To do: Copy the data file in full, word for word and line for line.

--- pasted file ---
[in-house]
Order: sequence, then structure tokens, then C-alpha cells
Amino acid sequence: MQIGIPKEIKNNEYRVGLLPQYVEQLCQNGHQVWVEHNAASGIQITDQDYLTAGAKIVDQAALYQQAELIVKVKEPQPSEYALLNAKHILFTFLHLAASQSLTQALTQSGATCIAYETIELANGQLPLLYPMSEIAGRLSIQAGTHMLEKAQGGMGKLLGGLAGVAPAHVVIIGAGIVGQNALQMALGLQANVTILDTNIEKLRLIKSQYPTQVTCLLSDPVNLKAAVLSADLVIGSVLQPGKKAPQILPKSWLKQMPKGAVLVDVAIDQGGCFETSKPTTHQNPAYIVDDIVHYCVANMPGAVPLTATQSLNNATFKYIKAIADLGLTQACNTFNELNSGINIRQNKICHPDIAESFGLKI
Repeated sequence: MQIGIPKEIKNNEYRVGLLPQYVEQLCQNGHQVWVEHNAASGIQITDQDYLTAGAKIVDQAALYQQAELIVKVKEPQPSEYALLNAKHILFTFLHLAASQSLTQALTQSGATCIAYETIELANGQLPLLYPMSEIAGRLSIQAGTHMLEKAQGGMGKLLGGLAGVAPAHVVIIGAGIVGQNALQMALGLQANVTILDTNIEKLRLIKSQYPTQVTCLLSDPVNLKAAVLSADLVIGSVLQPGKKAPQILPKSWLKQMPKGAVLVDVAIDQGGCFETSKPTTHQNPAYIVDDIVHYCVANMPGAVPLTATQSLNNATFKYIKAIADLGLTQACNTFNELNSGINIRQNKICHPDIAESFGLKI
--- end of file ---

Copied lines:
[in-house]
Order: sequence, then structure tokens, then C-alpha cells
Amino acid sequence: MQIGIPKEIKNNEYRVGLLPQYVEQLCQNGHQVWVEHNAASGIQITDQDYLTAGAKIVDQAALYQQAELIVKVKEPQPSEYALLNAKHILFTFLHLAASQSLTQALTQSGATCIAYETIELANGQLPLLYPMSEIAGRLSIQAGTHMLEKAQGGMGKLLGGLAGVAPAHVVIIGAGIVGQNALQMALGLQANVTILDTNIEKLRLIKSQYPTQVTCLLSDPVNLKAAVLSADLVIGSVLQPGKKAPQILPKSWLKQMPKGAVLVDVAIDQGGCFETSKPTTHQNPAYIVDDIVHYCVANMPGAVPLTATQSLNNATFKYIKAIADLGLTQACNTFNELNSGINIRQNKICHPDIAESFGLKI
Repeated sequence: MQIGIPKEIKNNEYRVGLLPQYVEQLCQNGHQVWVEHNAASGIQITDQDYLTAGAKIVDQAALYQQAELIVKVKEPQPSEYALLNAKHILFTFLHLAASQSLTQALTQSGATCIAYETIELANGQLPLLYPMSEIAGRLSIQAGTHMLEKAQGGMGKLLGGLAGVAPAHVVIIGAGIVGQNALQMALGLQANVTILDTNIEKLRLIKSQYPTQVTCLLSDPVNLKAAVLSADLVIGSVLQPGKKAPQILPKSWLKQMPKGAVLVDVAIDQGGCFETSKPTTHQNPAYIVDDIVHYCVANMPGAVPLTATQSLNNATFKYIKAIADLGLTQACNTFNELNSGINIRQNKICHPDIAESFGLKI